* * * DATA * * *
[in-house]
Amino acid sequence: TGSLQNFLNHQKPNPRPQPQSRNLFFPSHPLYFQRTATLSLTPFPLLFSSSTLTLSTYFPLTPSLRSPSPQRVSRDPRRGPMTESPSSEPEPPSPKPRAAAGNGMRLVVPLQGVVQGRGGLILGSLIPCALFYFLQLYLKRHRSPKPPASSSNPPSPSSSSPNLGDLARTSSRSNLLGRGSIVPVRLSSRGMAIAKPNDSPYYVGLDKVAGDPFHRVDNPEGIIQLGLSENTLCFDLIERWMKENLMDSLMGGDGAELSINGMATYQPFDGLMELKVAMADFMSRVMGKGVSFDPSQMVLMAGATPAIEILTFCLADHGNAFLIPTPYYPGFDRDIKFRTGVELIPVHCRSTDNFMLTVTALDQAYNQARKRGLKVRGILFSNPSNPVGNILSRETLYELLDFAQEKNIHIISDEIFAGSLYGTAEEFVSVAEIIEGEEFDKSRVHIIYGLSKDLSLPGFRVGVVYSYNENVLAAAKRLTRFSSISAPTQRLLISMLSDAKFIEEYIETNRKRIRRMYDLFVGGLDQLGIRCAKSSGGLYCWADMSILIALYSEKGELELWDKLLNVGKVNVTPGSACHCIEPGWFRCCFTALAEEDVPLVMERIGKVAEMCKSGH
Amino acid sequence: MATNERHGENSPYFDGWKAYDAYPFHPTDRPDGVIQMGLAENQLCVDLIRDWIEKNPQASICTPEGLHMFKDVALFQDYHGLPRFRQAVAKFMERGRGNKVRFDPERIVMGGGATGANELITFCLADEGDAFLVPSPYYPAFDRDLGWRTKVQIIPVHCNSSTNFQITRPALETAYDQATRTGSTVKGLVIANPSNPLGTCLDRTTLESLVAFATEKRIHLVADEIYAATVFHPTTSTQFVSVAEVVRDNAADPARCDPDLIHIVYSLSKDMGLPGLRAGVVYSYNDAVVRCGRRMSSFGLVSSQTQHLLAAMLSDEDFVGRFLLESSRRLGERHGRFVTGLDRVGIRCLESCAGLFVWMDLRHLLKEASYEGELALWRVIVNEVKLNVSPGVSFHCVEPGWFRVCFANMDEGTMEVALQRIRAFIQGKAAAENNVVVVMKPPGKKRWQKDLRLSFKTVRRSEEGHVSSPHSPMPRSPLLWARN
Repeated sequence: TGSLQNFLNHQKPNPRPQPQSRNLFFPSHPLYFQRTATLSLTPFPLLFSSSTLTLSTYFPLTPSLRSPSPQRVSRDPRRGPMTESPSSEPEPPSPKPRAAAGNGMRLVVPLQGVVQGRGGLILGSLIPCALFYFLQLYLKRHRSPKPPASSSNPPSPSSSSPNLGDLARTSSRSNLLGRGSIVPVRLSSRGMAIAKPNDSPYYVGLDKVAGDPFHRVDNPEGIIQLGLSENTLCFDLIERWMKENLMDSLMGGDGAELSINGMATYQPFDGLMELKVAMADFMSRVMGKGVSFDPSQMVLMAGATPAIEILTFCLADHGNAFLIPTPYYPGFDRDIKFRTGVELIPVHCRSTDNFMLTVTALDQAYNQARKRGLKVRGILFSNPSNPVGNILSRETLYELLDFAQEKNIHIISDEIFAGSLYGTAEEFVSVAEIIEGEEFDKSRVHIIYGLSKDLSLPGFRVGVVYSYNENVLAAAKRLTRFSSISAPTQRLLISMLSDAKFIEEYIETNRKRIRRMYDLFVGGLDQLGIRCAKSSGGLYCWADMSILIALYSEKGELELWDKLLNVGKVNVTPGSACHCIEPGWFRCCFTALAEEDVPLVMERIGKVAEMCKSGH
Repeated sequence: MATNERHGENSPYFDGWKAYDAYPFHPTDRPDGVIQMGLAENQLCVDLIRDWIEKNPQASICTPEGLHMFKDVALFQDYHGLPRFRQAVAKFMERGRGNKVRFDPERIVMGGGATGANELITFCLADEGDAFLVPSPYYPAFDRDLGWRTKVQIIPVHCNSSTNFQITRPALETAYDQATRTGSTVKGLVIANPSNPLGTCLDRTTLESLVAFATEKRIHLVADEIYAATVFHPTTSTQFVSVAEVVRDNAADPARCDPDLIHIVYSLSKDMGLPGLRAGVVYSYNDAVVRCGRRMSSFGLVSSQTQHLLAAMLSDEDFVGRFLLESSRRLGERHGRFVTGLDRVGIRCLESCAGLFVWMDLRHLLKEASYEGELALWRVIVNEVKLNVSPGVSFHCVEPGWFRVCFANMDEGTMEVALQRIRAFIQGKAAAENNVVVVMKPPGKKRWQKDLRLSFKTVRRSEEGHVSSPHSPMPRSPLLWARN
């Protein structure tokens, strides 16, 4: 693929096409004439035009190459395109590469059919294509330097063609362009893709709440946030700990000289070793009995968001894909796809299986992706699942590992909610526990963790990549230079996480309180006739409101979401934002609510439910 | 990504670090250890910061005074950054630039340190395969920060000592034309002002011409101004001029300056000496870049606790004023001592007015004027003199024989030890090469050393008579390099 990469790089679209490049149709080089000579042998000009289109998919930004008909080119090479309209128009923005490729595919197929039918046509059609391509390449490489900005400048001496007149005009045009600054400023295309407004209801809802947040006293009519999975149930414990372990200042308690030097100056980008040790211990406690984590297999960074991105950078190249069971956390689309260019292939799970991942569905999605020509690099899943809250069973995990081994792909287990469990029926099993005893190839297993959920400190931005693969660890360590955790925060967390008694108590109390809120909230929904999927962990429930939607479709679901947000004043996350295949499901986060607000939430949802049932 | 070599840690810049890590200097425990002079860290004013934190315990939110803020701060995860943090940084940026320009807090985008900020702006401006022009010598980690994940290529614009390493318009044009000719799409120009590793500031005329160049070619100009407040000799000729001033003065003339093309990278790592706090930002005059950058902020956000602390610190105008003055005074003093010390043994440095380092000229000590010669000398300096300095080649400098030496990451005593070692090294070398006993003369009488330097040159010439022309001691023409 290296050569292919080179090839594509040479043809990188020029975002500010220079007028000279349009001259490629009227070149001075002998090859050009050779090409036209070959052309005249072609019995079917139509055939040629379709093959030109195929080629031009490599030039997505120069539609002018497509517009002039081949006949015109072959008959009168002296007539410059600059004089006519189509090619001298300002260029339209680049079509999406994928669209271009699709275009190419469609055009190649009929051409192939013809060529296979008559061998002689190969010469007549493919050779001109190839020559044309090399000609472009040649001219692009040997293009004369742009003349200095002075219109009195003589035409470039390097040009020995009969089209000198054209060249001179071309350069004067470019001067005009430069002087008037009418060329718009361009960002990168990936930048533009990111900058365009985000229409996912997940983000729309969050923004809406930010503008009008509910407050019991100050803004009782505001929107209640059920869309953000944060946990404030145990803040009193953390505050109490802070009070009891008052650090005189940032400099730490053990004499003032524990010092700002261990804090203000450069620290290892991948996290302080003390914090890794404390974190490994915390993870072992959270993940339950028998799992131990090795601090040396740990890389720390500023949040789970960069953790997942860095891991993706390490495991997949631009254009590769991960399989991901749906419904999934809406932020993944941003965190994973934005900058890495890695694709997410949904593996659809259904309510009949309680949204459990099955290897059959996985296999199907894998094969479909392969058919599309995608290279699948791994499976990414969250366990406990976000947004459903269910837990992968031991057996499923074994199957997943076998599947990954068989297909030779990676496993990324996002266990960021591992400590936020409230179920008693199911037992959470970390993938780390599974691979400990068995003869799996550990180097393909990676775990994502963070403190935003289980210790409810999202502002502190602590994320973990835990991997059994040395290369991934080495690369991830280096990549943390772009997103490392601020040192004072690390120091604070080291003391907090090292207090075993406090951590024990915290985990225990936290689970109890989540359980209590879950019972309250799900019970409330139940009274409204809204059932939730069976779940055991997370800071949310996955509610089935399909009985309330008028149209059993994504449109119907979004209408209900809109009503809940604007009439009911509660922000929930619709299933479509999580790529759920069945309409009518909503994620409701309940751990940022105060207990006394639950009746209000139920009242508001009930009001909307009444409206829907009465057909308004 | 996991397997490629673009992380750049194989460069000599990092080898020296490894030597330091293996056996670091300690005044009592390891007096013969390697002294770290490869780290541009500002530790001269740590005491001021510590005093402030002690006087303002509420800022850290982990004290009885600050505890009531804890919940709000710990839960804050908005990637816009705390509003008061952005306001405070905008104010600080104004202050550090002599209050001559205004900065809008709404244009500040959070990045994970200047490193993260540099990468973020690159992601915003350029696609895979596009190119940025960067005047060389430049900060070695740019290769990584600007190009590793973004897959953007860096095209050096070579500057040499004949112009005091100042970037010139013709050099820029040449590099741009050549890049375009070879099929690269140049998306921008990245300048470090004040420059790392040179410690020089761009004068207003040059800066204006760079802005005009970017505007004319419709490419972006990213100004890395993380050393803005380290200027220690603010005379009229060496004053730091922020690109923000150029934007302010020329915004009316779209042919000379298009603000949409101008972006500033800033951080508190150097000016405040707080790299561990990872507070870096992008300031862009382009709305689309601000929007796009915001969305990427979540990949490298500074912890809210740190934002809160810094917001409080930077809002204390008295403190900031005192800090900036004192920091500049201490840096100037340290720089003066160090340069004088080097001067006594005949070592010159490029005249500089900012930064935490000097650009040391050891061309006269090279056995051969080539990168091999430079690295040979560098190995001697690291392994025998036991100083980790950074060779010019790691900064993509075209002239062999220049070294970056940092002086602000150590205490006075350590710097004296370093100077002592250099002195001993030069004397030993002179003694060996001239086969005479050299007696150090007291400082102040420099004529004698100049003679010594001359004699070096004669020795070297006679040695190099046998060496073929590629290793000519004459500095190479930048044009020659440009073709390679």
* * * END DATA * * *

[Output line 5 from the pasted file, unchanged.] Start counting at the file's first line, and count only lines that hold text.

Repeated sequence: MATNERHGENSPYFDGWKAYDAYPFHPTDRPDGVIQMGLAENQLCVDLIRDWIEKNPQASICTPEGLHMFKDVALFQDYHGLPRFRQAVAKFMERGRGNKVRFDPERIVMGGGATGANELITFCLADEGDAFLVPSPYYPAFDRDLGWRTKVQIIPVHCNSSTNFQITRPALETAYDQATRTGSTVKGLVIANPSNPLGTCLDRTTLESLVAFATEKRIHLVADEIYAATVFHPTTSTQFVSVAEVVRDNAADPARCDPDLIHIVYSLSKDMGLPGLRAGVVYSYNDAVVRCGRRMSSFGLVSSQTQHLLAAMLSDEDFVGRFLLESSRRLGERHGRFVTGLDRVGIRCLESCAGLFVWMDLRHLLKEASYEGELALWRVIVNEVKLNVSPGVSFHCVEPGWFRVCFANMDEGTMEVALQRIRAFIQGKAAAENNVVVVMKPPGKKRWQKDLRLSFKTVRRSEEGHVSSPHSPMPRSPLLWARN